Insurance cover for movie productions has gained traction, not only in Bollywood, but also among small-budget producers and makers of regional cinema.
The movie industry in India is increasingly opting for insurance cover, the cost of which is rising, with sporadic incidents of violence being witnessed on the sets of high-profile movies and growing risks attached to the realistic action sequences, reported Hindu Business Line.
New generation film maker Abhishek Jain of Cineman Productions, which makes Gujarati films, says that regional cinema faces greater risk of financial loss because unlike Hindi movies, which are supported by bank finance, regional cinema is mostly self-financed.
“People put in their own money. Also, the nature of Gujarati films is such that they do not require sets. They are mostly shot on real locations. So, insurance is not always viable for such movies,” said Mr Jain.
Noted director-producer Mahesh Bhatt highlighted the need for insurance as well as state monitoring and control to make it conducive for film-makers to produce films. “Earlier, we used to have insurance against natural disasters. But the environment today has become very hostile. Attacks on sets and vandalism are man-made losses. Life-long investments and hard work of people are put in jeopardy.”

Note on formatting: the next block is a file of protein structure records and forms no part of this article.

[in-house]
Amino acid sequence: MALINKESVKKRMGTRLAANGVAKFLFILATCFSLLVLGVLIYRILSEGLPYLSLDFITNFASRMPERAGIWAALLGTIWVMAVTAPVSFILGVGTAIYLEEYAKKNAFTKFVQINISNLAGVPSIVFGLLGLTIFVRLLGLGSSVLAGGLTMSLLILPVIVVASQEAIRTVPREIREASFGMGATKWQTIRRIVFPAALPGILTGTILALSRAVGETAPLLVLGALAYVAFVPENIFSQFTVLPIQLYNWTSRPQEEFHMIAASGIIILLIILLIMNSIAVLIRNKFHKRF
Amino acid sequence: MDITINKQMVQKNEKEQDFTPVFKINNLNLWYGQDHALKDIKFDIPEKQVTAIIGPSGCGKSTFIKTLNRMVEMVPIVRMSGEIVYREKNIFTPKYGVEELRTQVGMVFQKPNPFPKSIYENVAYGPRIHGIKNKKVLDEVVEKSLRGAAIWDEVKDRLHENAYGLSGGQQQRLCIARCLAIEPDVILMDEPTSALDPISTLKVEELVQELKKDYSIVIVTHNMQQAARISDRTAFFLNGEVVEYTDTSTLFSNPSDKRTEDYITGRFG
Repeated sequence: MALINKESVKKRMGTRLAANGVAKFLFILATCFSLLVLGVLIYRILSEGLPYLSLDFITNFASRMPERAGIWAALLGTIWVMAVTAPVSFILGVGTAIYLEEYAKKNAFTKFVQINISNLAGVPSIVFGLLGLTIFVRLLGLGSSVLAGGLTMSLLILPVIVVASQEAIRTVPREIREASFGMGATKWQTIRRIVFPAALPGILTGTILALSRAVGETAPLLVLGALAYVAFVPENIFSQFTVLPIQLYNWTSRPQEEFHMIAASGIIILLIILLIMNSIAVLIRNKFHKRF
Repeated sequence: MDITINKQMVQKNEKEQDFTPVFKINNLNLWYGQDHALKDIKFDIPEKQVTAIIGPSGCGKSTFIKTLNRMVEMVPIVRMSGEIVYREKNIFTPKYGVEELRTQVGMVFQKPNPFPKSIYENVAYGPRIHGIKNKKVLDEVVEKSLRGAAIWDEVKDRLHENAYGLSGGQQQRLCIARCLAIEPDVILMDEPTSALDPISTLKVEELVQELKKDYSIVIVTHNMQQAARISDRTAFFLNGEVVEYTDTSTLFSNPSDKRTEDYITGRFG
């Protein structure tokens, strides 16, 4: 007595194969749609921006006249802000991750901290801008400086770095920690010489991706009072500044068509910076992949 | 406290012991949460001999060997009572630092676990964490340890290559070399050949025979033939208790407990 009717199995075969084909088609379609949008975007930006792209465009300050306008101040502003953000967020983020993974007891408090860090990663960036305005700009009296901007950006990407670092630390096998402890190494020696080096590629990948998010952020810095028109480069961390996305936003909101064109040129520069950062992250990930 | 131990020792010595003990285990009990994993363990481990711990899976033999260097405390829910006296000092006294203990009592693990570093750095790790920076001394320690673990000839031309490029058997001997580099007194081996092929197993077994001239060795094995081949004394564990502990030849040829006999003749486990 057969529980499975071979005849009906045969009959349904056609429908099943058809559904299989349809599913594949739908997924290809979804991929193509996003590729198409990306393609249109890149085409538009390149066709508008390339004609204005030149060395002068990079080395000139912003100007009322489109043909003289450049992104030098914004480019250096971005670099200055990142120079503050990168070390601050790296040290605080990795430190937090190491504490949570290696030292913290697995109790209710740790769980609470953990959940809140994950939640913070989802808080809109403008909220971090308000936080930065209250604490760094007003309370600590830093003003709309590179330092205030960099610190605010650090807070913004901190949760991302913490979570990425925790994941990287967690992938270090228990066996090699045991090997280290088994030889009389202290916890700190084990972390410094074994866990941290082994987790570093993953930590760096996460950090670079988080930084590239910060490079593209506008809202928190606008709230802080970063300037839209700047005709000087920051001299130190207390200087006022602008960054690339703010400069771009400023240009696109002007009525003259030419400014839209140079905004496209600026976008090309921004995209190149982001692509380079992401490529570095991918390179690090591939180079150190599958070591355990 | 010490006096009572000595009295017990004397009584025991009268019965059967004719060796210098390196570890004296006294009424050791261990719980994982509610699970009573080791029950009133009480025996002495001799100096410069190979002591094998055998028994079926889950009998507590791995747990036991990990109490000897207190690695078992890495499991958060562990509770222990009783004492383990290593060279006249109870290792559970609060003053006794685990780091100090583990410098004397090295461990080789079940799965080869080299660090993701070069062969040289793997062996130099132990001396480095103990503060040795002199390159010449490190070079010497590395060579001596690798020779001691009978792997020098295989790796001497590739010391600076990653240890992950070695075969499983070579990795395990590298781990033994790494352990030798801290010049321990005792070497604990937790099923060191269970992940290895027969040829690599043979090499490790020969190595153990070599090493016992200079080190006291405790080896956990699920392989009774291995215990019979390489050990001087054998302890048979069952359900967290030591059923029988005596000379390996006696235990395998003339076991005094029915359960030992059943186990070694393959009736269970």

“An insurance policy covers all the risks associated with the movie in its production stage,” said Sasikumar Adidamu, Chief Technical Officer, Non-Motor, Bajaj Allianz GIC.
Bajaj Allianz has so far insured over 100 regional and Hindi movies. “Over the past year, there has been an uptake in the number of film insurance policies. Bajaj Allianz GIC saw 10-12% growth in 2016-17 over last year in the number of policies,” said Mr Adidamu.
Film insurance policies are usually packaged policies offering a range of covers — for cast, equipment, props, sets, wardrobes, film tapes and negatives, against incidents such as fire, natural disasters, accidents, riots and strikes, among others.
The size of the Indian film industry, including Bollywood and regional productions, is estimated at around INR142 billion (US$2.2 billion), with an annual production of about 1,500-2,000 movies.